TheResurgent: Libertarian Party presidential nominee Gary Johnson made an appearance yesterday on “Meet the Press,” and viewers frankly might be forgiven for thinking that the spacey Johnson was high on some of the very marijuana from which he has previously profited. Nonetheless, in the aftermath of last night’s revelation that constitutional lawyer and National Review columnist David French will not be accepting Bill Kristol’s plea to seek the presidency, Johnson and his running mate Bill Weld will probably get a second look from many avowed #NeverTrump-ers.For brevity's sake, here's a more summurized versions of those reasons:
Johnson, like most people I bump into at the local grocery store—and probably also like that proverbial flaming bag of dog feces—indeed almost certainly represents a superior vote to either of the brutally corrupt, positively immoral jokesters that the two major political parties are set to nominate. But to cast a vote—and especially a more symbolic vote for a third-party option whose path to success would depend on sending the election to the U.S. House of Representatives, pursuant to the Twelfth Amendment, for the first time since 1824—is to cast a moral judgment, and as an ex-Cruz supporting #NeverTrump constitutional conservative, I will not be voting for Gary Johnson this November. There are at least four reasons why.
- Gary Johnson’s Foreign Policy is Clueless and/or Terrifying.
- Johnson and Weld are Socially Liberal Republicans, not Principled Libertarians.
- The Right to Life Issue.
- Complete Tone-Deafness on Illegal Immigration.
Q: Was it moral for the US to have intervened in WWI and WWII?— daveweigel (@daveweigel) May 29, 2016
Johnson: "I don't know."
"[On World War I,] Johnson could have made a great critique of liberal internationalism with direct relevance for today. As for not entering World War II after Pearl Harbor? ‘I don’t know’ is pretty lame, unless you wish to develop the critique that we provoked Japan and/or pursued the imprudent war aim of unconditional surrender. That case is not very persuasive, but it isn’t frivolous." ~ Steven Hayward, PowerLine
"In many ways, the culture of contemporary Libertarianism already feels inhospitable to conservative Americans—and I mean ‘conservative’ in its purest form. Contemporary Libertarianism often has an urban and secular sensibility that radiates disdain for religious Americans and traditionalists. Johnson, in fact, embraces non-libertarian ideas just to appeal to people who share this disdain…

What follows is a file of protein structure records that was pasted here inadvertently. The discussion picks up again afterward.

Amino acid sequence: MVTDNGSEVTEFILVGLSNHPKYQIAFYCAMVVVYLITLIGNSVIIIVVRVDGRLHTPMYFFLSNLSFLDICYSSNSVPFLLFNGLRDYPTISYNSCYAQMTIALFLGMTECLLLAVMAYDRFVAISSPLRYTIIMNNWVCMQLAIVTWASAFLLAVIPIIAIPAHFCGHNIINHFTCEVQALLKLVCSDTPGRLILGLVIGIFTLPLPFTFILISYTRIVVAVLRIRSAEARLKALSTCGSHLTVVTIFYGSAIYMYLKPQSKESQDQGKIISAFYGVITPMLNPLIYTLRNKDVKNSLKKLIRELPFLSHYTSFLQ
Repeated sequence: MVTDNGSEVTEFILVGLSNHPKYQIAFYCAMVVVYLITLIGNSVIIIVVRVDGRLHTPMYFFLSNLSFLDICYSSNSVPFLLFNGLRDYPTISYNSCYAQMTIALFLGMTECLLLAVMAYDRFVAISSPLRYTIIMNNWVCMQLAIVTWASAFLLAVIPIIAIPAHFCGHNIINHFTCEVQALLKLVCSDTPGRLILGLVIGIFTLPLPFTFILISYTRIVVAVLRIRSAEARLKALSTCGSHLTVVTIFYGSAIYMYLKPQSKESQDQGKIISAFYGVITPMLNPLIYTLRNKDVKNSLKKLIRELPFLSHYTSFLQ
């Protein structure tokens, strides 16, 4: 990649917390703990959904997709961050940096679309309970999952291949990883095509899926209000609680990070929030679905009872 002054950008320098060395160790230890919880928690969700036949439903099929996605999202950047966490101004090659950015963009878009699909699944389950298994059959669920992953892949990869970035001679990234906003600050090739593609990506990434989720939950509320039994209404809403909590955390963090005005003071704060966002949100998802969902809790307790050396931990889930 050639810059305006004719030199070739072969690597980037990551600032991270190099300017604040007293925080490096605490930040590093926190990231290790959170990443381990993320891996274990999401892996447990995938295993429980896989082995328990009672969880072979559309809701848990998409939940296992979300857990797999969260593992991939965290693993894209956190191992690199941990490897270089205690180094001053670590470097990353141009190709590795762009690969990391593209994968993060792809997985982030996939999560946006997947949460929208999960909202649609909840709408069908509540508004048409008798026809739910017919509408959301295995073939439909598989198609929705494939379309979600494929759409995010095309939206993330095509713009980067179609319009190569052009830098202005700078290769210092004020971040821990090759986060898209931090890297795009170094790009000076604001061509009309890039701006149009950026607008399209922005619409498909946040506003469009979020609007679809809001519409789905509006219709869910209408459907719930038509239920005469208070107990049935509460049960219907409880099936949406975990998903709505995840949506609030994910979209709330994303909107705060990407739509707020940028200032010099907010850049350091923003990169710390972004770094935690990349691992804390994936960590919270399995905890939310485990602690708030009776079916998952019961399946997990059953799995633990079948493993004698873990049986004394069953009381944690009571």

As I’ve argued before, one day evangelicals will have to come to terms with public policy that allows others to engage in activities they find morally disagreeable. But asking them to support a party whose candidate advocates forcing them to do things they find morally disagreeable is another thing entirely. By doing exactly that, Johnson and Weld…have made it impossible for many social conservatives to consider their party. It’s needlessly antagonistic—or, more likely, purposefully adversarial." ~ David Harsanyi, TheFederalist
Gary Johnson has proffered a jurisprudential belief in the legal wrongness of Roe v. Wade, but he and Bill Weld are still themselves vehement pro-choicers. The Libertarian Party had a chance to nominate (nominally) pro-life candidate Austin Petersen, but they went instead with Johnson, who touts the modern Democratic Party’s usual “pro-choice up until viability” party line.
I’m frankly not sure what it is about eschewing the harm principle for an entire class of human beings that makes these pro-choice libertarians think they are in the right and virtually every notable elected libertarian of the past few decades—from pro-lifers Ron and Rand Paul to Justin Amash to Thomas Massie—in the wrong...
CNN: Libertarian presidential candidate Gary Johnson said Monday he ‘absolutely’ stands by his preferred running mate’s comment comparing Donald Trump’s immigration plan to Nazi Germany…
‘I can hear the glass crunching on Kristallnacht in the ghettos of Warsaw and Vienna when I hear (Trump’s plan), honest,’ Weld told the [New York] Times.
The 1938 pogrom against European Jewry occurred when anti-semitic mobs burned synagogues, destroyed Jewish-owned stores and killed scores of Jews, but not in Warsaw, as stated by Weld…
‘It reminds me of Anne Frank hiding in her attic waiting for the Nazi sirens to pass by and evokes the memory—not the memory, I was not alive, but the notion of Kristallnacht,’ [Weld] said.